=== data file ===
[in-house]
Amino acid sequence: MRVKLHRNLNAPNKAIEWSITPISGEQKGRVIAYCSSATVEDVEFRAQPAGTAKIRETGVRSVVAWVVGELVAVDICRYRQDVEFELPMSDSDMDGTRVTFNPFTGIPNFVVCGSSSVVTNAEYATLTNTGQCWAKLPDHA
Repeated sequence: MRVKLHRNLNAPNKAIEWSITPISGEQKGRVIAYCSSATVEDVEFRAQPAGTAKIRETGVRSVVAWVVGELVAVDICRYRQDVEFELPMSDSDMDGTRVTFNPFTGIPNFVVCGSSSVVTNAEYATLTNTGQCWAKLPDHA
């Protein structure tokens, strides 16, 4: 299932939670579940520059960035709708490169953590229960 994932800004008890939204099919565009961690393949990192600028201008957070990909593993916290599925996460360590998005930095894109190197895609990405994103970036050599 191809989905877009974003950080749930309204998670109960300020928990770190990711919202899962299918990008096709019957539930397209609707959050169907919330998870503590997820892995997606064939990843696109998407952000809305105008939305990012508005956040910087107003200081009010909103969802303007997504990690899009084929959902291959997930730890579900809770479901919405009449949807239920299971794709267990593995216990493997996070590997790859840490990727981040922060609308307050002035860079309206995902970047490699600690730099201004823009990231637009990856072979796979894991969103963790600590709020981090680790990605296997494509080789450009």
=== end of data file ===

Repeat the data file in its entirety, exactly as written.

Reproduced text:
[in-house]
Amino acid sequence: MRVKLHRNLNAPNKAIEWSITPISGEQKGRVIAYCSSATVEDVEFRAQPAGTAKIRETGVRSVVAWVVGELVAVDICRYRQDVEFELPMSDSDMDGTRVTFNPFTGIPNFVVCGSSSVVTNAEYATLTNTGQCWAKLPDHA
Repeated sequence: MRVKLHRNLNAPNKAIEWSITPISGEQKGRVIAYCSSATVEDVEFRAQPAGTAKIRETGVRSVVAWVVGELVAVDICRYRQDVEFELPMSDSDMDGTRVTFNPFTGIPNFVVCGSSSVVTNAEYATLTNTGQCWAKLPDHA
């Protein structure tokens, strides 16, 4: 299932939670579940520059960035709708490169953590229960 994932800004008890939204099919565009961690393949990192600028201008957070990909593993916290599925996460360590998005930095894109190197895609990405994103970036050599 191809989905877009974003950080749930309204998670109960300020928990770190990711919202899962299918990008096709019957539930397209609707959050169907919330998870503590997820892995997606064939990843696109998407952000809305105008939305990012508005956040910087107003200081009010909103969802303007997504990690899009084929959902291959997930730890579900809770479901919405009449949807239920299971794709267990593995216990493997996070590997790859840490990727981040922060609308307050002035860079309206995902970047490699600690730099201004823009990231637009990856072979796979894991969103963790600590709020981090680790990605296997494509080789450009």